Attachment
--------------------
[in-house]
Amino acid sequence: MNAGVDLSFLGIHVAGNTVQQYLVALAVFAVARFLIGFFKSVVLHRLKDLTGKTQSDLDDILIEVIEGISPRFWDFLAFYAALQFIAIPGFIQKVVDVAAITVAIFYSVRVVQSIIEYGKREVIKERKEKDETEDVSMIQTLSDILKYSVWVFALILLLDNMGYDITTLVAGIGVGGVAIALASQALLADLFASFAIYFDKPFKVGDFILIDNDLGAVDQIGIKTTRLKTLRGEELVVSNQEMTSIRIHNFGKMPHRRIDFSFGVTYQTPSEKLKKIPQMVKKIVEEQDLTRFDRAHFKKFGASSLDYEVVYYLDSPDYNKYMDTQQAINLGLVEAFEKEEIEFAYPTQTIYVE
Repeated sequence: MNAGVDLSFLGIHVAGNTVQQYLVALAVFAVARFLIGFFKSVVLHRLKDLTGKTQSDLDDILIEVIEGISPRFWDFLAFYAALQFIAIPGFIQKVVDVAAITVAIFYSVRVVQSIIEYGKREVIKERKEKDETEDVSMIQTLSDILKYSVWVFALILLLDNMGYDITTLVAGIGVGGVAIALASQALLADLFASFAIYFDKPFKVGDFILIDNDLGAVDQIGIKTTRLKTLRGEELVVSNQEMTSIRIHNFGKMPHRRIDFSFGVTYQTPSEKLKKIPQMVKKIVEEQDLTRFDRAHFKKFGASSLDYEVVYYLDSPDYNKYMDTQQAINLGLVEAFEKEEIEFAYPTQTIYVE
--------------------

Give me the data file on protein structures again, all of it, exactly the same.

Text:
[in-house]
Amino acid sequence: MNAGVDLSFLGIHVAGNTVQQYLVALAVFAVARFLIGFFKSVVLHRLKDLTGKTQSDLDDILIEVIEGISPRFWDFLAFYAALQFIAIPGFIQKVVDVAAITVAIFYSVRVVQSIIEYGKREVIKERKEKDETEDVSMIQTLSDILKYSVWVFALILLLDNMGYDITTLVAGIGVGGVAIALASQALLADLFASFAIYFDKPFKVGDFILIDNDLGAVDQIGIKTTRLKTLRGEELVVSNQEMTSIRIHNFGKMPHRRIDFSFGVTYQTPSEKLKKIPQMVKKIVEEQDLTRFDRAHFKKFGASSLDYEVVYYLDSPDYNKYMDTQQAINLGLVEAFEKEEIEFAYPTQTIYVE
Repeated sequence: MNAGVDLSFLGIHVAGNTVQQYLVALAVFAVARFLIGFFKSVVLHRLKDLTGKTQSDLDDILIEVIEGISPRFWDFLAFYAALQFIAIPGFIQKVVDVAAITVAIFYSVRVVQSIIEYGKREVIKERKEKDETEDVSMIQTLSDILKYSVWVFALILLLDNMGYDITTLVAGIGVGGVAIALASQALLADLFASFAIYFDKPFKVGDFILIDNDLGAVDQIGIKTTRLKTLRGEELVVSNQEMTSIRIHNFGKMPHRRIDFSFGVTYQTPSEKLKKIPQMVKKIVEEQDLTRFDRAHFKKFGASSLDYEVVYYLDSPDYNKYMDTQQAINLGLVEAFEKEEIEFAYPTQTIYVE